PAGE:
Does anyone know of it is possible to create wide flutes similar to what are in the photograph with vcarve pro?
While you can carve a 3d pattern in Vcarve; you can’t create it in that tool. You’ll need to import the 3d file into Vcarve to be able to carve it.
You can create or buy 3d files in a variety of formats that Vcarve will support. To create you own you need a separate tool to do that. I use a free tool called Blender to create STL files that I import.
Aspire is the ultimate upgrade to Vcarve and will allow you to create 3D items and files. But it’s expensive
Thanks for the reply. I Have struggled learning Fusion 360 but may have to give it another try.
If you do, you may be interested in this video series
I wonder if you could use molding toolpaths to achieve the desired effect. The way I see it, you would create a dome then create curved vectors that segment your dome then create a molding profile that you would apply to those vectors. It would carve out the segments.
It should be workable to do this in Carbide Create if one enables the Pro features.
One starts by drawing two suitable circles, and then a line to use to register against when drawing:
I count 10 flutes, so we duplicate the line twice, drag the duplicates into registration, select it and the outer line and rotate by 360 degrees divided by 10, so 36 degrees:
and we then repeat this to arrive at:
We now use the rotated lines to draw in a curve which defines the desired curve and is closed:
Go into node edit mode and adjust the curves as desired:
(note that the trailing curve should be overlapped by the leading one — probably easiest to leave it as a straight line)
Ones initial inclination is to then duplicate or redraw the circles and use Boolean operations to trim the curve as shown below, but that won’t work:
Delete the lines and then duplicate the curve and drag it back into registration and rotate it and the outer circle:
Hang on for the actual geometry needed.
Backing up a bit to:
We adjust the curves to allow for making a shape which will overhang the area of the project:
(note that for simplicity we have straightened the trailing edge, to ensure that the leading edge of the curve will overlap it)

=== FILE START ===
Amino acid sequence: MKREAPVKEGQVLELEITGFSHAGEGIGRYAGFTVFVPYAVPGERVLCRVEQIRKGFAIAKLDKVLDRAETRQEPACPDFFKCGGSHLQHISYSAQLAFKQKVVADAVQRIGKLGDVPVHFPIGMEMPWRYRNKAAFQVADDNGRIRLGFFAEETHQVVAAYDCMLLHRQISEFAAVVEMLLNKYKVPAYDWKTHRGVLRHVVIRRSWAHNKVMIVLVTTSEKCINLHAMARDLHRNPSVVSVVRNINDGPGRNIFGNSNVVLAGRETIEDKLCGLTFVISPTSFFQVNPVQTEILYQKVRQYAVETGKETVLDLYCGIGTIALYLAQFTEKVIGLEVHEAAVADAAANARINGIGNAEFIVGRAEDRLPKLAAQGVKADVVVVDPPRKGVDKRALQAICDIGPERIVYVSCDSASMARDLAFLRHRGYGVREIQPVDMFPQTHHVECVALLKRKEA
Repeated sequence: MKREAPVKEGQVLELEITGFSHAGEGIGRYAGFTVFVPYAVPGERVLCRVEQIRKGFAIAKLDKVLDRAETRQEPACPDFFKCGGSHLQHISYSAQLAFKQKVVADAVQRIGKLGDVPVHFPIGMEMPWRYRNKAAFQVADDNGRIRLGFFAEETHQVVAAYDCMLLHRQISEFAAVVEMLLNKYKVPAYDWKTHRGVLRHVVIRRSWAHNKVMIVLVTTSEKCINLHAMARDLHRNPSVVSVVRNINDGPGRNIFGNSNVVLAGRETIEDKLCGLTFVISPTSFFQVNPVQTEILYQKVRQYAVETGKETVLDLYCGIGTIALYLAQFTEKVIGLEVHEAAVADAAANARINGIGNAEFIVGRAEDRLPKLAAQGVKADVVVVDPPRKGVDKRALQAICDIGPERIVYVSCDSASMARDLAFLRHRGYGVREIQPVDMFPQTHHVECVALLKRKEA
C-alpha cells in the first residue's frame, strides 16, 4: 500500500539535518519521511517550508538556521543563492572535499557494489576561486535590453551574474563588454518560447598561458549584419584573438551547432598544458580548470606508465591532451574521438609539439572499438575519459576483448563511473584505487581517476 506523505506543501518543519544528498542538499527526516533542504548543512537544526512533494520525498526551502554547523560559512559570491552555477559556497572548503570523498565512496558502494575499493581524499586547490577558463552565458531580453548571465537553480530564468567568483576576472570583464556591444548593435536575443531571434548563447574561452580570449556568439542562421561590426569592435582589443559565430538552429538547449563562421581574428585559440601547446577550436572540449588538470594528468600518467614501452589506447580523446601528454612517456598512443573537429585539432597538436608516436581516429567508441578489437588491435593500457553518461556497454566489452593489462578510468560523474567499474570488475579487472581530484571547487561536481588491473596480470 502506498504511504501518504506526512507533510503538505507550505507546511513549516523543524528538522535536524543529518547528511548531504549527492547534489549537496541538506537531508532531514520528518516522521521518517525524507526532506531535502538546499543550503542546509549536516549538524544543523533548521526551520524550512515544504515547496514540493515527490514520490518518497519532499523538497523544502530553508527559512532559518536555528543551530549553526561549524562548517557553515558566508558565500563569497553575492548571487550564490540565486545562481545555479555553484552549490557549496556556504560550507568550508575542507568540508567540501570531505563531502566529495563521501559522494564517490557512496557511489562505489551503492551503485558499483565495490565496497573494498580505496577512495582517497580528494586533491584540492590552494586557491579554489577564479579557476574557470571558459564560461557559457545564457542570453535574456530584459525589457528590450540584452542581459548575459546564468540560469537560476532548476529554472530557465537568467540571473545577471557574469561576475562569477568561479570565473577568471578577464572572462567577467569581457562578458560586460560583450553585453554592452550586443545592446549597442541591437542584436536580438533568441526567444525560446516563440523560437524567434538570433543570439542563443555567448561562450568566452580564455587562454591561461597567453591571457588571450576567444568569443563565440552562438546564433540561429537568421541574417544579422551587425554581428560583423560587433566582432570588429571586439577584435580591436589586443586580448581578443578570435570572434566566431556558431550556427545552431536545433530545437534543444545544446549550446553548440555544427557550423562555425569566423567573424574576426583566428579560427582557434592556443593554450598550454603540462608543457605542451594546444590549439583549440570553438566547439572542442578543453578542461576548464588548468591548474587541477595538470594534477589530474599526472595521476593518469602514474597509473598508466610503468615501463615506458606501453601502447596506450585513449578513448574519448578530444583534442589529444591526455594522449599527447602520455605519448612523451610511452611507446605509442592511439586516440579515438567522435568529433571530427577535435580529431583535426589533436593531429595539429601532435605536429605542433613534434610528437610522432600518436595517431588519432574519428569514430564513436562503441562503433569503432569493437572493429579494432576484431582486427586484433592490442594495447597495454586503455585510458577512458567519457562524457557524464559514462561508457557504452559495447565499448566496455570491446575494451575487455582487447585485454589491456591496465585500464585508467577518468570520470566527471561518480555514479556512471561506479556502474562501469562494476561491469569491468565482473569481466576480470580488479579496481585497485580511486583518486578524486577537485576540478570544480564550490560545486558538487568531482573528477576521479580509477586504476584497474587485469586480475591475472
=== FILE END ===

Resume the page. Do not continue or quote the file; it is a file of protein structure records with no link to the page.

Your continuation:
Delete the extraneous lines, dupe the inner circle, and subtract it from the outer as before:
Next, we want to rotate an aligned duplicate of the curve around the center of the circle. While this could be done by pluggin in the center of rotation, I find it expedient to just draw in a sufficiently large circle:
(note that it may be simpler to group a circle with the curve and align against the circle — the snapping is easier, since the curve is no longer a curve after the Boolean operation, but a polyline with many points, any one of which will snap)
Then we subtract the duplicate from the original:
Note that this has created a sharp point which will probably interfere with the 3D modeling — we could either re-draw things, or just draw in a suitable curve:
an Boolean union it:
With the geometry drawn, it’s simply a matter of duplicating and aligning the curve and outer circle 9 times and dragging them into registration (easiest if one groups them), and rotating everything (shift clicking on the curve to deselect it and then deleting the superfluous outer circle will speed up and simplify the selection process) to arrive at:
Thank you for the awesome explanation! How then in CC do you vary the depth from the inside to outside?
Next up is the 3D modeling — ensure that your stock thickness is set suitably and the Pro mode is enabled:
Begin in the Model tab by selecting the circle and adding it at the thickness of your stock:
Select the inner circle (easiest way is a drag-select, then shift click on the outer curves to remove them from the selection) and remove it as a rounded element from the circle:
Repeat with the geometry for the flutes — note that it will be necessary to select and subtract them individually, so repeat 10 times:
to arrive at:
fluted circle.zip (3.1 MB)